Last month in Washington, DC, during the International Judicial Conference on Cross-Boarder Family Relocation, a collection of 50 judges from across the world came together to discuss a growing problem: deciding on fair, workable child custody agreements when parents and families are now so often moving across borders and across oceans. The judges outlined a list of recommendations that would help standardize international family relocation decisions across the world, a list of 13 points called the “Washington Declaration on International Family Relocation.” We have summarized the 13 points of the declaration for you below:

1.    Governments should make certain that legal procedures are available in regards to the international relocation of a child and residents should be strongly encouraged to use these procedures.

2.    Those applying to relocate internationally with their child should give a reasonable amount of notice before the relocation proceedings and relocation itself.

3.    The best interest of the child or children should be the single most important factor in deciding whether or not the child should relocate.

4.    Other considerations that may affect a judge’s decision regarding relocation could include the child’s age, the rights of the parents, schooling, employment, any history of family abuse, the reasons for relocation, pre-existing custody arrangements, the relationship between the parents, and issues of mobility.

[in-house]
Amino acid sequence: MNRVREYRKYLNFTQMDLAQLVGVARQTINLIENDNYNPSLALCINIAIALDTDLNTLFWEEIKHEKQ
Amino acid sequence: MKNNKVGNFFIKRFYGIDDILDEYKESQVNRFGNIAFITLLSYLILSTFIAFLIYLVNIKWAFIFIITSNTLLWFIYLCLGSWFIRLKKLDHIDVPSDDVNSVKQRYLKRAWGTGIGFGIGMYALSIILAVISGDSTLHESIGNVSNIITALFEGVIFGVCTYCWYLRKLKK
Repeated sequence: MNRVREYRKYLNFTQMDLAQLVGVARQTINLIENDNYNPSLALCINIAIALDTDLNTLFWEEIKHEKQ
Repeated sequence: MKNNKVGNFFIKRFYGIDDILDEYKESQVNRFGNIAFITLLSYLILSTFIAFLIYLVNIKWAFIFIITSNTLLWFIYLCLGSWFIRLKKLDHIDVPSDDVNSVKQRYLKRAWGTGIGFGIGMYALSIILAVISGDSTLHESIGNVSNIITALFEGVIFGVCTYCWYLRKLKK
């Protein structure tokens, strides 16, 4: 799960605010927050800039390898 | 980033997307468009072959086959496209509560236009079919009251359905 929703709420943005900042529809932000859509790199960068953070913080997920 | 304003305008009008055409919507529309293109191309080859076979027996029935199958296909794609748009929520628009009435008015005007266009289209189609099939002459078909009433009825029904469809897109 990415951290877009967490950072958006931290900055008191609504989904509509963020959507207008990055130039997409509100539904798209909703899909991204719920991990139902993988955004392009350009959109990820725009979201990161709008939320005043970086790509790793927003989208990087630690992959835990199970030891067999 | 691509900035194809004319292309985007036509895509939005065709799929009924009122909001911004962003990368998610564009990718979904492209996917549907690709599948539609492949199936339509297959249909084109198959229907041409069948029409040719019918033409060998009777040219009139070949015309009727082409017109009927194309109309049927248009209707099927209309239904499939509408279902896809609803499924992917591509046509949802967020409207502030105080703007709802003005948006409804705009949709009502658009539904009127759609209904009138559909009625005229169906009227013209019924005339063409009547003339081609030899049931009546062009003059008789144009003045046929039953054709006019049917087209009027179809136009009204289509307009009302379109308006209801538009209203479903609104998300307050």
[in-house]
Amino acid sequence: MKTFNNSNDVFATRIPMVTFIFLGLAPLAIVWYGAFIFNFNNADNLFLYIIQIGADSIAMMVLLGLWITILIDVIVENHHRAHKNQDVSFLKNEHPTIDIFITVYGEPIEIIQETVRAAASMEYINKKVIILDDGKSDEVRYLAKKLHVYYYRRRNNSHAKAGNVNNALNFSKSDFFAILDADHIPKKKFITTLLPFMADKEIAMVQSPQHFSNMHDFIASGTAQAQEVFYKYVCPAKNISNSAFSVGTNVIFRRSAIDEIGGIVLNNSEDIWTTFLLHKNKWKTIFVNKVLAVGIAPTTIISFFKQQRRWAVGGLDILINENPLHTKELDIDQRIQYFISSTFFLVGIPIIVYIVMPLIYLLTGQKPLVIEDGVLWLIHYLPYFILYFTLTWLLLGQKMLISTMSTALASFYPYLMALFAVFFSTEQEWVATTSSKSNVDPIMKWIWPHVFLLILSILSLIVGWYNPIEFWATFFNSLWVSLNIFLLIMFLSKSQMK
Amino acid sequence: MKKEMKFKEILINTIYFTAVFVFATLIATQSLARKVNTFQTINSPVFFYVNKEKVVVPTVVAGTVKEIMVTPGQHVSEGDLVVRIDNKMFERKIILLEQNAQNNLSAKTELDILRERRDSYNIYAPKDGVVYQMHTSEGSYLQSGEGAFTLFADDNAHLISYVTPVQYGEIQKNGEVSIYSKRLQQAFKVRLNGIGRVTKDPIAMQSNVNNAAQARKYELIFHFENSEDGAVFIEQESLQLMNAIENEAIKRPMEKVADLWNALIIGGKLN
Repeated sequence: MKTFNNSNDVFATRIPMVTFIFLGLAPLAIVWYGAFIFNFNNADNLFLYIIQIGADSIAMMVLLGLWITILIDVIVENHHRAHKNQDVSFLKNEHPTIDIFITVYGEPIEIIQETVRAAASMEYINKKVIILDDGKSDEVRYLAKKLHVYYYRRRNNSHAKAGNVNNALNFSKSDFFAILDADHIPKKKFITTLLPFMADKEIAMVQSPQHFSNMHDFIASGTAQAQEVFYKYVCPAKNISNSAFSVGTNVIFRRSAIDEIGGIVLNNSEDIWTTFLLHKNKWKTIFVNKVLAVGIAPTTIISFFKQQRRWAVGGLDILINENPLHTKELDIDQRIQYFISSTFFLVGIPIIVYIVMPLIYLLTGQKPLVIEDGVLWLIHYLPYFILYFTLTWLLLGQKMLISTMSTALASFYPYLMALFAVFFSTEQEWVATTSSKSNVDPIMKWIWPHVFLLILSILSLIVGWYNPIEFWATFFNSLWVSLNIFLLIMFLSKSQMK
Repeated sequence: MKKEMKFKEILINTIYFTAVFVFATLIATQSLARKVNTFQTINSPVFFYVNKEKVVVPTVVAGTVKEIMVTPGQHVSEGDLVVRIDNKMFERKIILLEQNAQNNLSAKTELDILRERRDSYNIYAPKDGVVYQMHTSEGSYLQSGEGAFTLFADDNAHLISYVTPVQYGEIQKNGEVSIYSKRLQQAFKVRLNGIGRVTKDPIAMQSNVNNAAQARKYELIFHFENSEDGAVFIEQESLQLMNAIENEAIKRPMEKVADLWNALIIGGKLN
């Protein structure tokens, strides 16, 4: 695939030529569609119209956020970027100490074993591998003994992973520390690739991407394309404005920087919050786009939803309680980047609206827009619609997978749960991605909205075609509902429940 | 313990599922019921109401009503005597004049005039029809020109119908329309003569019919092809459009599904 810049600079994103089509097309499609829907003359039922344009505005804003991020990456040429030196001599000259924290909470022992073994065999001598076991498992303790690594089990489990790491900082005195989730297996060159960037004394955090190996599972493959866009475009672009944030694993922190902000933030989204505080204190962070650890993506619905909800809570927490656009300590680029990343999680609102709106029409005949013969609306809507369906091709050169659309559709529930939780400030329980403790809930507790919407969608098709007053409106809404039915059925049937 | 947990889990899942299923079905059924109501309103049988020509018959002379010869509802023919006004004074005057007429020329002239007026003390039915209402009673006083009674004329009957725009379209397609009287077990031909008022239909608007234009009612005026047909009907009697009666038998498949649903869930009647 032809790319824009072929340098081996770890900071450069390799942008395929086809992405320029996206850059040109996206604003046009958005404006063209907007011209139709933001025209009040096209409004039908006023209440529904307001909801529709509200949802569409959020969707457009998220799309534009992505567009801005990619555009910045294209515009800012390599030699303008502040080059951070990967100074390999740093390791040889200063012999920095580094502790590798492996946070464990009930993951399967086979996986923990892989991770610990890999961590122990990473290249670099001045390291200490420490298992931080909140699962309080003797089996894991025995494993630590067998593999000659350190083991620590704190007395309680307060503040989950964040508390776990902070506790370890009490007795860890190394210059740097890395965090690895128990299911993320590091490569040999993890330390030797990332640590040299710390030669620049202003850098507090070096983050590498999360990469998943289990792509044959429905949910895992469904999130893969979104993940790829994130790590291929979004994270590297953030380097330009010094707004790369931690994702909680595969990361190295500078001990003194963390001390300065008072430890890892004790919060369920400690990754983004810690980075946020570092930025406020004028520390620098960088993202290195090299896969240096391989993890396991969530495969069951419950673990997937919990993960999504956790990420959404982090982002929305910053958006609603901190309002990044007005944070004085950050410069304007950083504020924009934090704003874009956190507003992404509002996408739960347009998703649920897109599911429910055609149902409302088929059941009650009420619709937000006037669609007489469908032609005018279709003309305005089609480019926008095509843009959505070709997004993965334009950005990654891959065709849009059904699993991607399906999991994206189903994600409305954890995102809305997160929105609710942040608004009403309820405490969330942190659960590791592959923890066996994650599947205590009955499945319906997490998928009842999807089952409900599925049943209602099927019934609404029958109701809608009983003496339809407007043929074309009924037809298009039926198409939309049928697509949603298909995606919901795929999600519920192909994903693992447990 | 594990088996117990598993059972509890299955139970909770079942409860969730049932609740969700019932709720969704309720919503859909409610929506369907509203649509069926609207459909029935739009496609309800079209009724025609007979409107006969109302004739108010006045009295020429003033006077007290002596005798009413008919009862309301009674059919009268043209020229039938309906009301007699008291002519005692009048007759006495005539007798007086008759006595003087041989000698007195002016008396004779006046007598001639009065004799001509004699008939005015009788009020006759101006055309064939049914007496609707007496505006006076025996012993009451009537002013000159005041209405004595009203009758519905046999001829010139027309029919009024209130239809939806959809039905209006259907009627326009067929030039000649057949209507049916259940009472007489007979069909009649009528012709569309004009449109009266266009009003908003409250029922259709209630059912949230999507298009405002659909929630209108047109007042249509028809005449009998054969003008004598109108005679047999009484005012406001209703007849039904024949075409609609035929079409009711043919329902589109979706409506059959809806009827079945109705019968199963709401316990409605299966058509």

5.    The above factors should be considered in the scope of international family law.

6.    The above factors reflect research that has been conducted on child development and relocation.

7.    All states should recognize and join the conclusions put forth at the Hague Conventions of 1980 and 1996, in which the framework for international family relocations were built and agreed upon.

8.    Judges should strive to achieve a voluntary settlement of relocation disputes between parents and mediation should be encouraged.

9.    Relocation orders should be enforced in the state of destination. Ideally, the orders by the state of destination and the orders of the state of origin should reflect each other.

10.    The state of destination should not terminate contact or reduce contact of the other parents unless there have been substantial changes in why this change reflects the changing best interests of the child.

11.    Communication between judges in the states of origin and destination is encouraged.

12.    More research should be conducted regarding the affects of international family relocation.

13.    The Hague Conference on Private International Law is encouraged to continue to develop the ideas in the declaration and promote international awareness of this issue.
Molly B. Kenny
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Divorce and Child Custody Attorney Serving Bellevue and Seattle Washington